Coming back to energy, this wind farm will actually be the first to be used directly to recharge electric vehicles. During the summer of 2022, at Vado Ligure at the Savona exit of the A10 tollway, a Recharge Hub, with renewable energy from the Rocche Bianche wind farm, will be opened.

The tradition of the “Witch Stone”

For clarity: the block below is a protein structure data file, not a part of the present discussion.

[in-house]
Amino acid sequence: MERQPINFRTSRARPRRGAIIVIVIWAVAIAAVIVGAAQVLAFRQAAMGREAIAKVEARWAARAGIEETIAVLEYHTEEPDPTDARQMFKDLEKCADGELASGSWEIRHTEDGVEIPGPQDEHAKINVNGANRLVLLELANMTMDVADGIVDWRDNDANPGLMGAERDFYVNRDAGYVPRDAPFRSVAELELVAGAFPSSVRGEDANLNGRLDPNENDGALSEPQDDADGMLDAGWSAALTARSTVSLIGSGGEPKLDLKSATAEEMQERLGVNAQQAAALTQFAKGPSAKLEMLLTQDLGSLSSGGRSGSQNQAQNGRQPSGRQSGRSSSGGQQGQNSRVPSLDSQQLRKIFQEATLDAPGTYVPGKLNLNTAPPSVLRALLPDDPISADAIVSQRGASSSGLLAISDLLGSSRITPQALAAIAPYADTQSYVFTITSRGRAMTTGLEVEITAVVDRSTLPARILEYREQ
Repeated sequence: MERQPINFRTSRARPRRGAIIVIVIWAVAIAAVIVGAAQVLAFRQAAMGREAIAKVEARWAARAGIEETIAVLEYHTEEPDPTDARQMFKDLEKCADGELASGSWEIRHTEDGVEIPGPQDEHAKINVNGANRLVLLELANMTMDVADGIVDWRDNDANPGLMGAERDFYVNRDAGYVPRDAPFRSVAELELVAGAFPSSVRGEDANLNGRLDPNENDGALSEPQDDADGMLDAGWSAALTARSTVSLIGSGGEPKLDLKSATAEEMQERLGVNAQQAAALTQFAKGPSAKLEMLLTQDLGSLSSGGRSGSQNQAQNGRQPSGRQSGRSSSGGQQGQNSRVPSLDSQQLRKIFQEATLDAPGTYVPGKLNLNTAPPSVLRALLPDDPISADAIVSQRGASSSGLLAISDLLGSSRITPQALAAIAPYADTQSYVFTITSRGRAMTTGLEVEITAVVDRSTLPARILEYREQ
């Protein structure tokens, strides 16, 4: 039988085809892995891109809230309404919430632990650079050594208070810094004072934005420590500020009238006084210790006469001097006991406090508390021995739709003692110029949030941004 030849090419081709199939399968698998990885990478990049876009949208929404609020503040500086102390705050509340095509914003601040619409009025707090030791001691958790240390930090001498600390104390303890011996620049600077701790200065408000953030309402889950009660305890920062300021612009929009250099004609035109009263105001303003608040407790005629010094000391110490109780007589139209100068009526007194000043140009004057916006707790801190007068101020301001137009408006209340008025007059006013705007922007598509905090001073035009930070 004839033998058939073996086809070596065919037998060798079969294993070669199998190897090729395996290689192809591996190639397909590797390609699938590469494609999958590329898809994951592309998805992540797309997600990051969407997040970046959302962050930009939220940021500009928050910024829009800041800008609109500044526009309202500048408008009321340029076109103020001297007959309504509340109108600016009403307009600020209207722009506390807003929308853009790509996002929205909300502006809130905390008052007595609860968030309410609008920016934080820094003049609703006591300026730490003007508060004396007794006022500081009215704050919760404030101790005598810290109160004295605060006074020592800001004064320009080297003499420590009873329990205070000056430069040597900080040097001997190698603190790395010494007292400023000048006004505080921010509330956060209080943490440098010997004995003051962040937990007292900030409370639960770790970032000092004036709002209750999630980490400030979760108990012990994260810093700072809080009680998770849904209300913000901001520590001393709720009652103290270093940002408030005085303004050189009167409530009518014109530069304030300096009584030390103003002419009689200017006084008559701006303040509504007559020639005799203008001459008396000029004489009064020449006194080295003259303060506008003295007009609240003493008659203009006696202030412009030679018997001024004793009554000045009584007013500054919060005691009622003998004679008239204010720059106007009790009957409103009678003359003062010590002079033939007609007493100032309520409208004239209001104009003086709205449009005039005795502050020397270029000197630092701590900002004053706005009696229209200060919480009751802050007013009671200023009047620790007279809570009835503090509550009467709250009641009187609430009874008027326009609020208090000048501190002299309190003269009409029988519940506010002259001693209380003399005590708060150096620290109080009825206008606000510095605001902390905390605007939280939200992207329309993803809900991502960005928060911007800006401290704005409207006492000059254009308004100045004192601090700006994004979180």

Finally, a last curiosity. Climbing up from Valleggia towards the road leading to the wind farm, at a certain point you can see along the roadside different stone blocks that probably had been originally part of one huge pyramid-shaped rock, 4 metres in height and 3 metres wide. A sign explains that it is the Pietra della Strega (Witch’s Stone), Pria da Stria in local dialect. It is said that in the past the stone had been attributed with sacred powers and was used in fertility rites. Even up to the end of the 1800s, women who could not have children made the pilgrimage there to “rub” the stone’s stomach in the hope they would remain pregnant. Today, this old tradition, that some even date back to the paleolithic age, has naturally been lost, but the locals all know the story and the stone over time has become a less religious reference point used by hikers climbing up into the mountains.